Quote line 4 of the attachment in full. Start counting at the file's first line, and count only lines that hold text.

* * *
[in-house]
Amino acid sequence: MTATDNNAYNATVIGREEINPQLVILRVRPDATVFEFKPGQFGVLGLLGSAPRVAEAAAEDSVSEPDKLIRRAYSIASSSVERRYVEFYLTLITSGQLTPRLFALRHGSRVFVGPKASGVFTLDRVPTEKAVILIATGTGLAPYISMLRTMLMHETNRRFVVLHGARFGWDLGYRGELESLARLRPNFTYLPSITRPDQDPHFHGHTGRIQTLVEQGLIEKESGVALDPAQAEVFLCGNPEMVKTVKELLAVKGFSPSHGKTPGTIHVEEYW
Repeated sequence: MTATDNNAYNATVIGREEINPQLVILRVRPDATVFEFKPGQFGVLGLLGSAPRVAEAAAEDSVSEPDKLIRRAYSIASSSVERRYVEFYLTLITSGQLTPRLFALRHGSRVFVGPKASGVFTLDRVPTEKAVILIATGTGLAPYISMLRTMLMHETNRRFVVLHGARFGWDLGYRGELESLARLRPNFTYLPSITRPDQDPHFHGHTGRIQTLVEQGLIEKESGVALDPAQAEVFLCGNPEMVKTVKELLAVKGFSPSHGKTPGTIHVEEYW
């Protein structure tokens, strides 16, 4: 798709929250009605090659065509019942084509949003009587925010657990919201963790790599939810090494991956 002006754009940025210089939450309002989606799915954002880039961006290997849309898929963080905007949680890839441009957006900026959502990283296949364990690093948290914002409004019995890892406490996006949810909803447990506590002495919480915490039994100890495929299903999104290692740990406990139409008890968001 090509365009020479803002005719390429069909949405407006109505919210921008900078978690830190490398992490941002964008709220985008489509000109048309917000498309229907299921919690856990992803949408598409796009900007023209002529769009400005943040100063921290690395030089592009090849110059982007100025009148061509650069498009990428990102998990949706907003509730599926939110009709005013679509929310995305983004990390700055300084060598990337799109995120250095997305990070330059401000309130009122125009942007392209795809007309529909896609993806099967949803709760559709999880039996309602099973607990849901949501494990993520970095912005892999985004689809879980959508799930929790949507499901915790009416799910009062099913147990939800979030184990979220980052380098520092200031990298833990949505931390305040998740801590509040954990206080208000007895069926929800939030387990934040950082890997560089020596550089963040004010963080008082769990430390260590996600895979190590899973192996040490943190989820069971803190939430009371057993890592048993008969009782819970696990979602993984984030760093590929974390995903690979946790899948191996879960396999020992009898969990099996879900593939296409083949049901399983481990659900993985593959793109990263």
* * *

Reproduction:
């Protein structure tokens, strides 16, 4: 798709929250009605090659065509019942084509949003009587925010657990919201963790790599939810090494991956 002006754009940025210089939450309002989606799915954002880039961006290997849309898929963080905007949680890839441009957006900026959502990283296949364990690093948290914002409004019995890892406490996006949810909803447990506590002495919480915490039994100890495929299903999104290692740990406990139409008890968001 090509365009020479803002005719390429069909949405407006109505919210921008900078978690830190490398992490941002964008709220985008489509000109048309917000498309229907299921919690856990992803949408598409796009900007023209002529769009400005943040100063921290690395030089592009090849110059982007100025009148061509650069498009990428990102998990949706907003509730599926939110009709005013679509929310995305983004990390700055300084060598990337799109995120250095997305990070330059401000309130009122125009942007392209795809007309529909896609993806099967949803709760559709999880039996309602099973607990849901949501494990993520970095912005892999985004689809879980959508799930929790949507499901915790009416799910009062099913147990939800979030184990979220980052380098520092200031990298833990949505931390305040998740801590509040954990206080208000007895069926929800939030387990934040950082890997560089020596550089963040004010963080008082769990430390260590996600895979190590899973192996040490943190989820069971803190939430009371057993890592048993008969009782819970696990979602993984984030760093590929974390995903690979946790899948191996879960396999020992009898969990099996879900593939296409083949049901399983481990659900993985593959793109990263």